Travel, sand, sun — and sacrifice.
For Olympic hopefuls Heather Bansley and Liz Maloney, the reality of striving for the top of the podium in women’s beach volleyball isn’t always as glamorous as people sometimes make it out to be, Bansley says.
“It’s really challenging being on the road, our travel schedule is very demanding,” she said. “We were on the road for eight months last year. It’s a really long time to be away from home, away from family and friends and to be living out of your suitcase.
“It is not like a vacation, I mean we are there for work and we are expected to be at our best, to perform at our best. And we are constantly outside our comfort zone.”
I feel really confident. I know that we can do it. I think we have a great shot at it.
The Canadian pair have made Hermosa Beach, Calif., their home base to get outdoor training and opportunities to practice with other international teams before they begin competing on the international beach volleyball circuit leading up to the 2012 Summer Olympics in London.
Twenty-four women’s beach volleyball teams will qualify for the Olympics, said John Child, the pair’s coach. The 16 top ranked teams qualify automatically while the remaining eight spots are determined through Olympic continental tours.
“They are not currently in position to be in the Olympics, they are just outside,” said Child, a 1996 Summer Olympics bronze medallist. “But definitely within striking distance and we are only halfway through the Olympics qualification process.
“The team has shown steady improvement and better results have been coming lately. So I think it’s all good signs to hopefully get there.”
“I feel really confident,” she said. “I know that we can do it. I think we have a great shot at it. I’m really looking forward to getting started so we can get there.”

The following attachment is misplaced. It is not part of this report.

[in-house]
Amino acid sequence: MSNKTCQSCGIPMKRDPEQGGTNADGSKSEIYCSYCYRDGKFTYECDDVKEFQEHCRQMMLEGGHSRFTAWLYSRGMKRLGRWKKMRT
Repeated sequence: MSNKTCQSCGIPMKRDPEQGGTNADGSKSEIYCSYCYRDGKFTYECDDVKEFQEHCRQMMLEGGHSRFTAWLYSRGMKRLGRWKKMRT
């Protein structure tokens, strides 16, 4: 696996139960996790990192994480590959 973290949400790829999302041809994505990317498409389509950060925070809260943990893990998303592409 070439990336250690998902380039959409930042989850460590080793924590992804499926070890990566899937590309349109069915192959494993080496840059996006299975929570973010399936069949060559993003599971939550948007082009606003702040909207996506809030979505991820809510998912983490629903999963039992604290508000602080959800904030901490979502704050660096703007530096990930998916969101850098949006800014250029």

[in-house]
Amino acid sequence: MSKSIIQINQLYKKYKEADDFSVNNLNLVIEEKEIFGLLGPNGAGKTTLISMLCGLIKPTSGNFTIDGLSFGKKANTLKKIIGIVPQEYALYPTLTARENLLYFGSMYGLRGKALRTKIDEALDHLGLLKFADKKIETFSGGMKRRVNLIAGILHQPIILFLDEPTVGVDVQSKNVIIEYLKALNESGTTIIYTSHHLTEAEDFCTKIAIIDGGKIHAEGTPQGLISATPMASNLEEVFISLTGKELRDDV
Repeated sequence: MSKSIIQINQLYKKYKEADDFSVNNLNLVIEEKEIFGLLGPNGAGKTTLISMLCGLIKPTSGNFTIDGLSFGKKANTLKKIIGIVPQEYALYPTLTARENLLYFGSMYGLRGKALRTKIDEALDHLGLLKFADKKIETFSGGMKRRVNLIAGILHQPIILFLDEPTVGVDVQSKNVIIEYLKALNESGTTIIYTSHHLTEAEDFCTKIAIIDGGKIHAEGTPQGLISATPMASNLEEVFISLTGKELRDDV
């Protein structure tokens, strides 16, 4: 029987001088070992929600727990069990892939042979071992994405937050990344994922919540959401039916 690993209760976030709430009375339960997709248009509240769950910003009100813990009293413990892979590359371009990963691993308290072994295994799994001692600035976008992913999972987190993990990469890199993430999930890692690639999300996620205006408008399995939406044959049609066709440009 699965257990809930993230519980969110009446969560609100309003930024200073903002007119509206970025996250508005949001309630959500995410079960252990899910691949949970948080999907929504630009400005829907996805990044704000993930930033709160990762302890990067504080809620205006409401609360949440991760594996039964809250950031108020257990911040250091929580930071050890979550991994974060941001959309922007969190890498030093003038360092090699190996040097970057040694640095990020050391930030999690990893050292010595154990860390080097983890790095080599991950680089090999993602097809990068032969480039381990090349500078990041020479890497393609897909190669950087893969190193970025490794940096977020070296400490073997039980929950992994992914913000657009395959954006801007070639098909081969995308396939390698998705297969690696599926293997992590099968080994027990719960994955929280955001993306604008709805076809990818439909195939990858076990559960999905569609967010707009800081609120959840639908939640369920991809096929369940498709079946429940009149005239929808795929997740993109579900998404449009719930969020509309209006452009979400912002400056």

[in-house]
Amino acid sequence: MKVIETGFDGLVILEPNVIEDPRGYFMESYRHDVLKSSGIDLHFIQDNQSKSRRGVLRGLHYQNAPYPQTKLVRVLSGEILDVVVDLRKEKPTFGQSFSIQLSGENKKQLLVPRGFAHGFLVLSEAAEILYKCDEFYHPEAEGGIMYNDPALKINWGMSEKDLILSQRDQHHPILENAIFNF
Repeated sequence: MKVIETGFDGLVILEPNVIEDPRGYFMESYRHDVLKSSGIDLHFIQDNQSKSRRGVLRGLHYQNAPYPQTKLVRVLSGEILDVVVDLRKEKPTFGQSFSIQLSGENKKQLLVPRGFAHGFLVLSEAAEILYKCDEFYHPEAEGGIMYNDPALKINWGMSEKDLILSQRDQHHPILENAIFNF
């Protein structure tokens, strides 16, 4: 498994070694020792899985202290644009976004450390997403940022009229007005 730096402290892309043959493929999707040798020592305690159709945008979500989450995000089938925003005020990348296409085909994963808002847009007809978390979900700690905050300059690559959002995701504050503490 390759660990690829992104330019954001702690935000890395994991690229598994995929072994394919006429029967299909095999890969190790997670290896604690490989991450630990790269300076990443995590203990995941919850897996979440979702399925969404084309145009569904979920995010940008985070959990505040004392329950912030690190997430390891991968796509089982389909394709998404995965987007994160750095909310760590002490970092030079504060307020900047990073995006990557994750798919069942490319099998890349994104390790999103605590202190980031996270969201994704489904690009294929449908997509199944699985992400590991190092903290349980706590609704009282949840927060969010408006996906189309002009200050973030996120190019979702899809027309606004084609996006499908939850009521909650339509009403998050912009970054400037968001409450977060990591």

Bansley’s beach volleyball career changed dramatically in 2010. It was the year she started competing internationally full-time. It was also they year she joined forces with Maloney and together they won the Beach Volleyball Canadian National Championships.
Since then, the chemistry between the two has strengthened, Bansley said.
“We know each other very well on and off the court,” she said. “We travel together so much. We trust each other a lot and respect each other as players, which is huge in the game of beach volleyball when there are only two of you.
“I feel really confident in our team.”
Bansley’s will to win is the quality that stands out more than any other, said University of Toronto women’s volleyball head coach Kristine Drakich, her previous coach.
“She is very, very competitive,” Drakich said. “Very few had the will to win in the way that she has.”
Bansley was under the tutelage of Drakich for five years while she completed her honours bachelor of arts in English literature and linguistics at U of T.
It was then that she made the tough choice to stick with her passion for beach volleyball, Bansley said.
“I graduated from university and I see all my friends pursuing academics or careers, and they are sort of in a more stable environment, whereas sometimes we are not sure if we are going to get paid or not,” she said. “It’s challenging in that way.”
But, Bansley said, “I still love it and that’s why I’m doing it.”